PHILOSOPHICAL AND SOCIOLOGICAL FOUNDATIONS OF EDUCATION: Are you able to analyze Froebel’s philosophy and his contribution to ECE?



6a i). Analyze Froebel’s philosophy and his contribution to ECE

6.1 Introduction

In this unit, we are going to learn about Friendrich Wilhelm Froebel, John Dewey, and Maria Montessori.

6.2 Unit Objectives

By the end of this lecture you should be able to:

  • Describe Froebel’s philosophy.
  • State the contributions of Froebel to ECE.
  • Outline the components of Froebel’s curriculum for children.
  • List the roles of teachers according to Froebel.
  • Describe Dewey’s philosophy.
  • List the contributions of Dewey to ECE.
  • Explain the roles of schools according to Dewey.
  • Describe Maria Montessori’s philosophy.
  • State the advantages and disadvantages of Montessori approach



He was born in 1782 in German. He was teacher and philosopher. He was an idealist. He was influenced by Rousseau’s and Pestalozzi’s ideas. He wanted to make children happy. He is the founder of the modern kindergarten. “Kindergarten” means “garden for children”. According to Froebel, children should be nurtured from an early age in a Kindergarden. He stressed on the need for parents to meet the needs of children before joining Kindergarten. He believed that every child had a specific purpose to fulfill in this life. He believed that a child was born perfect and education should protect a child from evil influences in the environment. In 1837 he opened his kindergarten in an old mill in Blankernburg in Germany. The kindergarten formed a bridge between home and school. In the kindergarten teachers provided activities which helped children to learn. Froebel believed in the importance of play. He believed children learned through play and that unstructured play was dangerous. He instructed his teachers to guide and direct children’s play. He developed materials for learning called “gifts”.




     His beliefs about children and how they should be educated.

  • He believed that children belong to God.
  • He believed that spiritual education is the foundation of early learning.
  • Children learn what they are ready to learn.
  • He believed that children need free self expression, creativity, social participation and motor expression.
  • He believed that a child in Kindergarten or school is just like  a young plant in a garden which needs to nurtured to produce fruits.
  • He believed that children develop in stages and that each stage should be fully exploited for proper subsequent development.
  • He believed that for  children to develop to the full and early childhood experiences are very important because they influence the development of the child

    His contributions to early childhood education.

  • He established the first Kindergarten.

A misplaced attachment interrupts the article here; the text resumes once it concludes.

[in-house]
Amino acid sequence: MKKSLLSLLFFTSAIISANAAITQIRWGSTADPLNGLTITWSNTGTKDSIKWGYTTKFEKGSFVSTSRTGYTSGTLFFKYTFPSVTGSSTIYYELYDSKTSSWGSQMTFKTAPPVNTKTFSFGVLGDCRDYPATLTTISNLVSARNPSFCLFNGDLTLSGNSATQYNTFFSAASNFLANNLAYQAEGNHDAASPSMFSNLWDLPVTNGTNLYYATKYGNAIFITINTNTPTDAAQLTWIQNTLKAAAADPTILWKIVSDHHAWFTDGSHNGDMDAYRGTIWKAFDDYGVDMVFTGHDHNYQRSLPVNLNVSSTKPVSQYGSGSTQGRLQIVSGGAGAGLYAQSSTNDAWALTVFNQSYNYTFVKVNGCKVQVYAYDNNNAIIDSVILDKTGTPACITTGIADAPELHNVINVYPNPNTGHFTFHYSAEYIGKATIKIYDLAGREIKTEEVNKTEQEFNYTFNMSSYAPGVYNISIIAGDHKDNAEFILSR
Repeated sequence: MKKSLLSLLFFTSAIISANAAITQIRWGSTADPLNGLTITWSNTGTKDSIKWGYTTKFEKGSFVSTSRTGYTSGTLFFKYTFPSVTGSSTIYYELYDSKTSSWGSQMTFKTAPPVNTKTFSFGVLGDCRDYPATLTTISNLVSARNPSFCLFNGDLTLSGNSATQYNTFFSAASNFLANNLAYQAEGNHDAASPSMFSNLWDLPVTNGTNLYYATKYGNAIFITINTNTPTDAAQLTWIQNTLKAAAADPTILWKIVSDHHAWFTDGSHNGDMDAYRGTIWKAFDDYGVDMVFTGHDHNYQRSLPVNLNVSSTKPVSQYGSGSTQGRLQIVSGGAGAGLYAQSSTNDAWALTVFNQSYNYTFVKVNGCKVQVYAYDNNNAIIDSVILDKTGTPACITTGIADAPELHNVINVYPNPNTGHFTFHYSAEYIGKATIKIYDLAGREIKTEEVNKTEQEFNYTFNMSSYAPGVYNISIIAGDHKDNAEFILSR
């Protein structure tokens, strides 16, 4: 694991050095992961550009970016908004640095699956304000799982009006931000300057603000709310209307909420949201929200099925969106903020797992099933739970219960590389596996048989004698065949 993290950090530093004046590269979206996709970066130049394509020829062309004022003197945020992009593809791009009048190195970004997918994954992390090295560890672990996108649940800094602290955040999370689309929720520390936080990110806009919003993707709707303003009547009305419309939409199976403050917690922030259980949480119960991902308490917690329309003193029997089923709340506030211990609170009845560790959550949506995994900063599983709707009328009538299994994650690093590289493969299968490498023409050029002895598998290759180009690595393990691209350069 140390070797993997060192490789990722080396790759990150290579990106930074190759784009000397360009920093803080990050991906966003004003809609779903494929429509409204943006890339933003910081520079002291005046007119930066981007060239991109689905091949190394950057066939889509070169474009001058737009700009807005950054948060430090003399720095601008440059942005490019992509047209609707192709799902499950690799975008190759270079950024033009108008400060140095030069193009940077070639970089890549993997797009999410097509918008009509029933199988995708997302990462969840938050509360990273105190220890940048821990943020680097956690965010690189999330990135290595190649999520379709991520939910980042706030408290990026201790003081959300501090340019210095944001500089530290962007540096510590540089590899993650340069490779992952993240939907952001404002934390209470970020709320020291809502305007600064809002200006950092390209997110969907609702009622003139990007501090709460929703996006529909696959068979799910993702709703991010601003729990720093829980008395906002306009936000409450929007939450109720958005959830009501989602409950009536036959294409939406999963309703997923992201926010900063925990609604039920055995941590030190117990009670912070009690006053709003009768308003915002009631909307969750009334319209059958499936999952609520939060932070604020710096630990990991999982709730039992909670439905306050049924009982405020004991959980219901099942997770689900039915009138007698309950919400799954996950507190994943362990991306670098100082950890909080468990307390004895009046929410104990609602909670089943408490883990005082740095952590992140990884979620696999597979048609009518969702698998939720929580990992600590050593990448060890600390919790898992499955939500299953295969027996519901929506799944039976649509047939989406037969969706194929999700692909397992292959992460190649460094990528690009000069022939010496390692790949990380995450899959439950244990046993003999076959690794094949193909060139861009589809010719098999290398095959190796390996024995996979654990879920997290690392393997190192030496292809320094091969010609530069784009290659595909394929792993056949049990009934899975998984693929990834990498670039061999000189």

• He developed a curriculum for children. The basis for the curriculum were “gifts”, “occupations”, songs, and educational games.


    Elements of Froebel’s Curriculum for Children

  • Gifts. Gifts were objects that were fixed in form for example blocks, balls, cubes, cylinders and sticks. The materials were for the child’s self directed activities. They allowed children to learn different concepts like shape, size, colour and concepts involved in counting, measuring, contrasting, and comparison.  
  • Occupations. Occupations were materials or things that children could shape or manipulate for example clay, sand, beads and strings. Learning activities were meant to develop various skills, like sewing with a sewing board, drawing pictures by following dots, modeling clay, cutting, stringing beads, weaving, pasting and folding papers.
  • Play. Many of the plays or games he developed were based on gifts. Through play children developed fine motor skills, and hand-eye coordination.


    Methods of teaching children according to Froebel

  • Discovery method.
  • Exploration method.
  • Question – answer method.
  • Mult-sensory method.
  • Play method.


    Teacher’s Role in the education of children

  • Observer. The teacher’s role is to observe the unfolding of a child in order to provide appropriate learning activities.
  • Helper. The teacher’s role is to help children to grow, develop and learn.
  • Planner. The teacher plans and organizes appropriate learning activities and experiences for children.
  • Gardener. He compared the role of the teacher to that of a gardener and a school as a garden. The teacher’s role like that of the gardener is to facilitate growth and development of the child.
  • Guide. The teacher is a guide. He guides and directs children so that they can learn and became creative contributing members of their society.
  • Model. He believed that teachers should be models for children to imitate. They should be humble, kind, hardworking, honest, obedient, faithful, and God fearing.

     Role of schools

    • Nurture children
    • Protect children.
    • Provide needs of children.


   Activity:  Explain the implications of Froebel’s philosophy.


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